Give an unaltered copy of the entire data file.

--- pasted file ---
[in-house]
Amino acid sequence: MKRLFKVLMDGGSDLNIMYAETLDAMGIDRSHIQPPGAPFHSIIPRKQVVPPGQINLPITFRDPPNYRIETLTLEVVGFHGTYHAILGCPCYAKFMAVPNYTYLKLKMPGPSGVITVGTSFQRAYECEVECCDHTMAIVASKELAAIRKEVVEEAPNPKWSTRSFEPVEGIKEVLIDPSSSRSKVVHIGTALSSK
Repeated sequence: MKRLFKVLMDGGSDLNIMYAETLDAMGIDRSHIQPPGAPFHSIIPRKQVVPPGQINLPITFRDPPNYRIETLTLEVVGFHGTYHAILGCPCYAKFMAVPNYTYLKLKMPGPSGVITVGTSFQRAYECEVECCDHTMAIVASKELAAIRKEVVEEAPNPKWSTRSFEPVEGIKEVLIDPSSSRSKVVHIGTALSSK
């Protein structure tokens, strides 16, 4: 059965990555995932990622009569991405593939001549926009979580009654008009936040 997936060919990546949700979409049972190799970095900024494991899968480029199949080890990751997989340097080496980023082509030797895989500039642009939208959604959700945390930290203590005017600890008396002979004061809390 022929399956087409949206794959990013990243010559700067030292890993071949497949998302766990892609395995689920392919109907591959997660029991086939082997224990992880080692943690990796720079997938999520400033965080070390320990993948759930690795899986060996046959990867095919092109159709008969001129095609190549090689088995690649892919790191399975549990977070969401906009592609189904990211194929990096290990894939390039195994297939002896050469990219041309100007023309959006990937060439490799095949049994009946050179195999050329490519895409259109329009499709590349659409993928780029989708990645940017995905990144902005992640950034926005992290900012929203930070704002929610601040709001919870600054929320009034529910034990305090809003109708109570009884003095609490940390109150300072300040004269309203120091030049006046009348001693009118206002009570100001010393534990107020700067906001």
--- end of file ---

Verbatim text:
[in-house]
Amino acid sequence: MKRLFKVLMDGGSDLNIMYAETLDAMGIDRSHIQPPGAPFHSIIPRKQVVPPGQINLPITFRDPPNYRIETLTLEVVGFHGTYHAILGCPCYAKFMAVPNYTYLKLKMPGPSGVITVGTSFQRAYECEVECCDHTMAIVASKELAAIRKEVVEEAPNPKWSTRSFEPVEGIKEVLIDPSSSRSKVVHIGTALSSK
Repeated sequence: MKRLFKVLMDGGSDLNIMYAETLDAMGIDRSHIQPPGAPFHSIIPRKQVVPPGQINLPITFRDPPNYRIETLTLEVVGFHGTYHAILGCPCYAKFMAVPNYTYLKLKMPGPSGVITVGTSFQRAYECEVECCDHTMAIVASKELAAIRKEVVEEAPNPKWSTRSFEPVEGIKEVLIDPSSSRSKVVHIGTALSSK
């Protein structure tokens, strides 16, 4: 059965990555995932990622009569991405593939001549926009979580009654008009936040 997936060919990546949700979409049972190799970095900024494991899968480029199949080890990751997989340097080496980023082509030797895989500039642009939208959604959700945390930290203590005017600890008396002979004061809390 022929399956087409949206794959990013990243010559700067030292890993071949497949998302766990892609395995689920392919109907591959997660029991086939082997224990992880080692943690990796720079997938999520400033965080070390320990993948759930690795899986060996046959990867095919092109159709008969001129095609190549090689088995690649892919790191399975549990977070969401906009592609189904990211194929990096290990894939390039195994297939002896050469990219041309100007023309959006990937060439490799095949049994009946050179195999050329490519895409259109329009499709590349659409993928780029989708990645940017995905990144902005992640950034926005992290900012929203930070704002929610601040709001919870600054929320009034529910034990305090809003109708109570009884003095609490940390109150300072300040004269309203120091030049006046009348001693009118206002009570100001010393534990107020700067906001």